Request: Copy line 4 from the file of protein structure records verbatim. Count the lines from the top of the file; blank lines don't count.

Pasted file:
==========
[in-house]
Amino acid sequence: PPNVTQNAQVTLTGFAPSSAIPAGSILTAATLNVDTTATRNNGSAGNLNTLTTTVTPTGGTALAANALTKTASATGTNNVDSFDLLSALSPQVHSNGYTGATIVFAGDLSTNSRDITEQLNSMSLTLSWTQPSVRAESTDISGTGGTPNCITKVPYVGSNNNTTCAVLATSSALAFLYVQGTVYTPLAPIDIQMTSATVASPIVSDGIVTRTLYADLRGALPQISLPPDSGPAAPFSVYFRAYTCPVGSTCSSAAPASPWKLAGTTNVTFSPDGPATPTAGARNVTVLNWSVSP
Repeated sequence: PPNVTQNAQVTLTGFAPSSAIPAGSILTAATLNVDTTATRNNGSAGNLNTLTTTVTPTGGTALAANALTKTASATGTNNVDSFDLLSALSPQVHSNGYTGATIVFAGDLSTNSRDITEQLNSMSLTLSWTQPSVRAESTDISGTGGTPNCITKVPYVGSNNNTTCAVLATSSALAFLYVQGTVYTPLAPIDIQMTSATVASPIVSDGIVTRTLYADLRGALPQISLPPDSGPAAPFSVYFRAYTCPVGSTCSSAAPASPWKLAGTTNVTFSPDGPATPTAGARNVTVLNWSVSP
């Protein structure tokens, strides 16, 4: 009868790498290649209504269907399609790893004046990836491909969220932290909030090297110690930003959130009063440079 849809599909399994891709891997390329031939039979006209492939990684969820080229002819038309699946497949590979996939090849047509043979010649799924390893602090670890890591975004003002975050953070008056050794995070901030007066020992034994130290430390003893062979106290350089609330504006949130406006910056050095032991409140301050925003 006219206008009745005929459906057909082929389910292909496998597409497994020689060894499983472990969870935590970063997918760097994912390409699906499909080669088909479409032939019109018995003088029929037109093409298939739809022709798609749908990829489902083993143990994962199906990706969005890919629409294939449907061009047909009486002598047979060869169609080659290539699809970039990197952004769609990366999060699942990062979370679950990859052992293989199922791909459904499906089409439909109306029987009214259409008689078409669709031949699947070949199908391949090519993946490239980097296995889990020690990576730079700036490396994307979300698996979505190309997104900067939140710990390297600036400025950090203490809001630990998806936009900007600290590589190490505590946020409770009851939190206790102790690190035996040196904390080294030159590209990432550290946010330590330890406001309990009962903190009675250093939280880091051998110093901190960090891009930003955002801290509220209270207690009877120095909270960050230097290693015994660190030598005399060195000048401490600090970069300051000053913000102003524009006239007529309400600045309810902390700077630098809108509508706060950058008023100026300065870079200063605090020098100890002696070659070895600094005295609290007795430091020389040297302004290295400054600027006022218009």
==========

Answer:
């Protein structure tokens, strides 16, 4: 009868790498290649209504269907399609790893004046990836491909969220932290909030090297110690930003959130009063440079 849809599909399994891709891997390329031939039979006209492939990684969820080229002819038309699946497949590979996939090849047509043979010649799924390893602090670890890591975004003002975050953070008056050794995070901030007066020992034994130290430390003893062979106290350089609330504006949130406006910056050095032991409140301050925003 006219206008009745005929459906057909082929389910292909496998597409497994020689060894499983472990969870935590970063997918760097994912390409699906499909080669088909479409032939019109018995003088029929037109093409298939739809022709798609749908990829489902083993143990994962199906990706969005890919629409294939449907061009047909009486002598047979060869169609080659290539699809970039990197952004769609990366999060699942990062979370679950990859052992293989199922791909459904499906089409439909109306029987009214259409008689078409669709031949699947070949199908391949090519993946490239980097296995889990020690990576730079700036490396994307979300698996979505190309997104900067939140710990390297600036400025950090203490809001630990998806936009900007600290590589190490505590946020409770009851939190206790102790690190035996040196904390080294030159590209990432550290946010330590330890406001309990009962903190009675250093939280880091051998110093901190960090891009930003955002801290509220209270207690009877120095909270960050230097290693015994660190030598005399060195000048401490600090970069300051000053913000102003524009006239007529309400600045309810902390700077630098809108509508706060950058008023100026300065870079200063605090020098100890002696070659070895600094005295609290007795430091020389040297302004290295400054600027006022218009």